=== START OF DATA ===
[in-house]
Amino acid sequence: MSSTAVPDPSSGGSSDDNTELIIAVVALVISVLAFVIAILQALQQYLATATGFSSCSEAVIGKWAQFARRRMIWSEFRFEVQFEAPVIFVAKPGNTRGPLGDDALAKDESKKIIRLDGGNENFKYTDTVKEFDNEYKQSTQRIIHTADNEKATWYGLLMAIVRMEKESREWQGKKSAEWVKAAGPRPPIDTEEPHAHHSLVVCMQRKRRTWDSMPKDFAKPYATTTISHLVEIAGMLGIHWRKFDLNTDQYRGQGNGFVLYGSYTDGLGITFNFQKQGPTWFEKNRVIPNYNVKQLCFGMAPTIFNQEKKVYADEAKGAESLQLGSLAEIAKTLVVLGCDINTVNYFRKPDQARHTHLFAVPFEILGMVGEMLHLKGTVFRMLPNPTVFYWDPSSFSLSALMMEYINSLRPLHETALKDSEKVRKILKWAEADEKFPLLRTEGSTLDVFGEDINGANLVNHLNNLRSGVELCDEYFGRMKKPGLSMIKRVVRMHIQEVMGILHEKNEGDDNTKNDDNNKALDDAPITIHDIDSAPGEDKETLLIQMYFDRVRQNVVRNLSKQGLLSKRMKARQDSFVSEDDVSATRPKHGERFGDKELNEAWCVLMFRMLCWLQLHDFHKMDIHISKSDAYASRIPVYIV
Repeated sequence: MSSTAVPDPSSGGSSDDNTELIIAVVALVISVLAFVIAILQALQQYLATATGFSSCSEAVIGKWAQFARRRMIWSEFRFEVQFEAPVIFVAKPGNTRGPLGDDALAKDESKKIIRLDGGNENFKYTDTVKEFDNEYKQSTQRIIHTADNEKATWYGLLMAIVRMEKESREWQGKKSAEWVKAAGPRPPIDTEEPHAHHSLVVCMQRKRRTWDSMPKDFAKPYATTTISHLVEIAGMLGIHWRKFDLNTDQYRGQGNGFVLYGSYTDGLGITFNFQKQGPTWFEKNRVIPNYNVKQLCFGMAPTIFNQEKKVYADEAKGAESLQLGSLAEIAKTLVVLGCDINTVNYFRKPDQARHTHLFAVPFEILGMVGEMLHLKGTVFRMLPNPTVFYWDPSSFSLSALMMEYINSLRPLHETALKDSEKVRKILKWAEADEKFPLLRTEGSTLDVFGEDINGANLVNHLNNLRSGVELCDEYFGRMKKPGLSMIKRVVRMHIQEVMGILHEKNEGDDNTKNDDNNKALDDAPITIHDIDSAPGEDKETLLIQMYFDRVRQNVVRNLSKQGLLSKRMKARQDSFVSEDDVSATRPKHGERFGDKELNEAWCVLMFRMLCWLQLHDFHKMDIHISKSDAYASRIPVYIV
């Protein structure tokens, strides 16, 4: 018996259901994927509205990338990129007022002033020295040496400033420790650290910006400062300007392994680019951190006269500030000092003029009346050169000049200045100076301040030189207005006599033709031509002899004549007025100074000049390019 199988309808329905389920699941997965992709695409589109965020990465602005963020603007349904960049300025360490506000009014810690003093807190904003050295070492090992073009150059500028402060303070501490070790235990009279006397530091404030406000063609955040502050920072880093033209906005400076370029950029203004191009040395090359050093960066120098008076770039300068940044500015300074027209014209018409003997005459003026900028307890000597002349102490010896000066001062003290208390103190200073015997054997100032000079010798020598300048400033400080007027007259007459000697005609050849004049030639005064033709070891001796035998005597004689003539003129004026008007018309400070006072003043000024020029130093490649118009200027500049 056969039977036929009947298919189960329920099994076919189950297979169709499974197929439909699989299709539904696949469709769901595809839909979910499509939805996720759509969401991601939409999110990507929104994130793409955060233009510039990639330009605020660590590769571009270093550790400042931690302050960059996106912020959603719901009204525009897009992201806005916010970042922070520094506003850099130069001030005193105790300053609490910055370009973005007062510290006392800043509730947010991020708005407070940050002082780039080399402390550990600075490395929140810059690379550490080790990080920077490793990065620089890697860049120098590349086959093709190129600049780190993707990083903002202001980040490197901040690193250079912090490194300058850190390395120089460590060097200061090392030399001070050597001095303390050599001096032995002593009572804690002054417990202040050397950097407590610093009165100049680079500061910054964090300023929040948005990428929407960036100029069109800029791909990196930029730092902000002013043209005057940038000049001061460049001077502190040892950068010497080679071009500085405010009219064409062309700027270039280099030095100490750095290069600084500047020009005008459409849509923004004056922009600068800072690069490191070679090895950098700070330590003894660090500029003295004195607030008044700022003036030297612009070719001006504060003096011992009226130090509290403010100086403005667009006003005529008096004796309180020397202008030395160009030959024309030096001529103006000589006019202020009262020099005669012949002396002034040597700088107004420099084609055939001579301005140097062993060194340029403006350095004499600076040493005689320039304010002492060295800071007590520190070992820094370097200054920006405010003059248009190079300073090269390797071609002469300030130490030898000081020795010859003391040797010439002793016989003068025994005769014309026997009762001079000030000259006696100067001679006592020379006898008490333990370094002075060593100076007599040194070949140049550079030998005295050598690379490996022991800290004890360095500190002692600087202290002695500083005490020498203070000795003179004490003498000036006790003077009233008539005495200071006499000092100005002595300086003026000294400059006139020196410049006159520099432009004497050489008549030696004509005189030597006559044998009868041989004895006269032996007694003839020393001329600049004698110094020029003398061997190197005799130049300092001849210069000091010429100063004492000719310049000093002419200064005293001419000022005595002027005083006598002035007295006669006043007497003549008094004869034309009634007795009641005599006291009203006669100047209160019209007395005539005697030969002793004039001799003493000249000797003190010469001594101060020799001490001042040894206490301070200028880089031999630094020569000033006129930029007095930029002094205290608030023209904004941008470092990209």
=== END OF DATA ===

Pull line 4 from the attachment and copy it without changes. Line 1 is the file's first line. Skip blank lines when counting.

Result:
């Protein structure tokens, strides 16, 4: 018996259901994927509205990338990129007022002033020295040496400033420790650290910006400062300007392994680019951190006269500030000092003029009346050169000049200045100076301040030189207005006599033709031509002899004549007025100074000049390019 199988309808329905389920699941997965992709695409589109965020990465602005963020603007349904960049300025360490506000009014810690003093807190904003050295070492090992073009150059500028402060303070501490070790235990009279006397530091404030406000063609955040502050920072880093033209906005400076370029950029203004191009040395090359050093960066120098008076770039300068940044500015300074027209014209018409003997005459003026900028307890000597002349102490010896000066001062003290208390103190200073015997054997100032000079010798020598300048400033400080007027007259007459000697005609050849004049030639005064033709070891001796035998005597004689003539003129004026008007018309400070006072003043000024020029130093490649118009200027500049 056969039977036929009947298919189960329920099994076919189950297979169709499974197929439909699989299709539904696949469709769901595809839909979910499509939805996720759509969401991601939409999110990507929104994130793409955060233009510039990639330009605020660590590769571009270093550790400042931690302050960059996106912020959603719901009204525009897009992201806005916010970042922070520094506003850099130069001030005193105790300053609490910055370009973005007062510290006392800043509730947010991020708005407070940050002082780039080399402390550990600075490395929140810059690379550490080790990080920077490793990065620089890697860049120098590349086959093709190129600049780190993707990083903002202001980040490197901040690193250079912090490194300058850190390395120089460590060097200061090392030399001070050597001095303390050599001096032995002593009572804690002054417990202040050397950097407590610093009165100049680079500061910054964090300023929040948005990428929407960036100029069109800029791909990196930029730092902000002013043209005057940038000049001061460049001077502190040892950068010497080679071009500085405010009219064409062309700027270039280099030095100490750095290069600084500047020009005008459409849509923004004056922009600068800072690069490191070679090895950098700070330590003894660090500029003295004195607030008044700022003036030297612009070719001006504060003096011992009226130090509290403010100086403005667009006003005529008096004796309180020397202008030395160009030959024309030096001529103006000589006019202020009262020099005669012949002396002034040597700088107004420099084609055939001579301005140097062993060194340029403006350095004499600076040493005689320039304010002492060295800071007590520190070992820094370097200054920006405010003059248009190079300073090269390797071609002469300030130490030898000081020795010859003391040797010439002793016989003068025994005769014309026997009762001079000030000259006696100067001679006592020379006898008490333990370094002075060593100076007599040194070949140049550079030998005295050598690379490996022991800290004890360095500190002692600087202290002695500083005490020498203070000795003179004490003498000036006790003077009233008539005495200071006499000092100005002595300086003026000294400059006139020196410049006159520099432009004497050489008549030696004509005189030597006559044998009868041989004895006269032996007694003839020393001329600049004698110094020029003398061997190197005799130049300092001849210069000091010429100063004492000719310049000093002419200064005293001419000022005595002027005083006598002035007295006669006043007497003549008094004869034309009634007795009641005599006291009203006669100047209160019209007395005539005697030969002793004039001799003493000249000797003190010469001594101060020799001490001042040894206490301070200028880089031999630094020569000033006129930029007095930029002094205290608030023209904004941008470092990209």